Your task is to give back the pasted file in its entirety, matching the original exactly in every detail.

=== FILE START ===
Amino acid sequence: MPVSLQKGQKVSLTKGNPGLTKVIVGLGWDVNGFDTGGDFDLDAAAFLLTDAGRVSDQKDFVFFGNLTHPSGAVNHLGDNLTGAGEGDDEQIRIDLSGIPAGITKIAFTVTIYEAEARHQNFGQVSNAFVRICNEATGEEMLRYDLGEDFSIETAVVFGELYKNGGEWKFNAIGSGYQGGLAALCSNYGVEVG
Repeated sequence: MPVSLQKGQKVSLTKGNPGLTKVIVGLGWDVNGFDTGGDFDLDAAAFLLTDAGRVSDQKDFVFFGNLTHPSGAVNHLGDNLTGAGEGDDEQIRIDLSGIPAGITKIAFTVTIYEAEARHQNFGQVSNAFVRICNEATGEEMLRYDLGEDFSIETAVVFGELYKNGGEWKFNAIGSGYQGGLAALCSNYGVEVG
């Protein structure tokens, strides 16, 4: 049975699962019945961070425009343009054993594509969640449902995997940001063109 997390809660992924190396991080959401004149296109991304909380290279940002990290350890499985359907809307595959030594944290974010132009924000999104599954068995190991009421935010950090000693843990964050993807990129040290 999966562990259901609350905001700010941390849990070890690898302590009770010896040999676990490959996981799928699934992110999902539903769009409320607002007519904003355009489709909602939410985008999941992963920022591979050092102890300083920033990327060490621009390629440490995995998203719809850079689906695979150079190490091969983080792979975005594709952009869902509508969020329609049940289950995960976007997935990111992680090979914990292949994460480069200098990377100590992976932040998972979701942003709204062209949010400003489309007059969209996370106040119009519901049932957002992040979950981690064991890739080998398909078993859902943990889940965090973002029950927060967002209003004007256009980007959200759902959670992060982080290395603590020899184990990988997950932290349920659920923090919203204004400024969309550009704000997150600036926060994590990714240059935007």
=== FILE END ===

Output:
Amino acid sequence: MPVSLQKGQKVSLTKGNPGLTKVIVGLGWDVNGFDTGGDFDLDAAAFLLTDAGRVSDQKDFVFFGNLTHPSGAVNHLGDNLTGAGEGDDEQIRIDLSGIPAGITKIAFTVTIYEAEARHQNFGQVSNAFVRICNEATGEEMLRYDLGEDFSIETAVVFGELYKNGGEWKFNAIGSGYQGGLAALCSNYGVEVG
Repeated sequence: MPVSLQKGQKVSLTKGNPGLTKVIVGLGWDVNGFDTGGDFDLDAAAFLLTDAGRVSDQKDFVFFGNLTHPSGAVNHLGDNLTGAGEGDDEQIRIDLSGIPAGITKIAFTVTIYEAEARHQNFGQVSNAFVRICNEATGEEMLRYDLGEDFSIETAVVFGELYKNGGEWKFNAIGSGYQGGLAALCSNYGVEVG
């Protein structure tokens, strides 16, 4: 049975699962019945961070425009343009054993594509969640449902995997940001063109 997390809660992924190396991080959401004149296109991304909380290279940002990290350890499985359907809307595959030594944290974010132009924000999104599954068995190991009421935010950090000693843990964050993807990129040290 999966562990259901609350905001700010941390849990070890690898302590009770010896040999676990490959996981799928699934992110999902539903769009409320607002007519904003355009489709909602939410985008999941992963920022591979050092102890300083920033990327060490621009390629440490995995998203719809850079689906695979150079190490091969983080792979975005594709952009869902509508969020329609049940289950995960976007997935990111992680090979914990292949994460480069200098990377100590992976932040998972979701942003709204062209949010400003489309007059969209996370106040119009519901049932957002992040979950981690064991890739080998398909078993859902943990889940965090973002029950927060967002209003004007256009980007959200759902959670992060982080290395603590020899184990990988997950932290349920659920923090919203204004400024969309550009704000997150600036926060994590990714240059935007």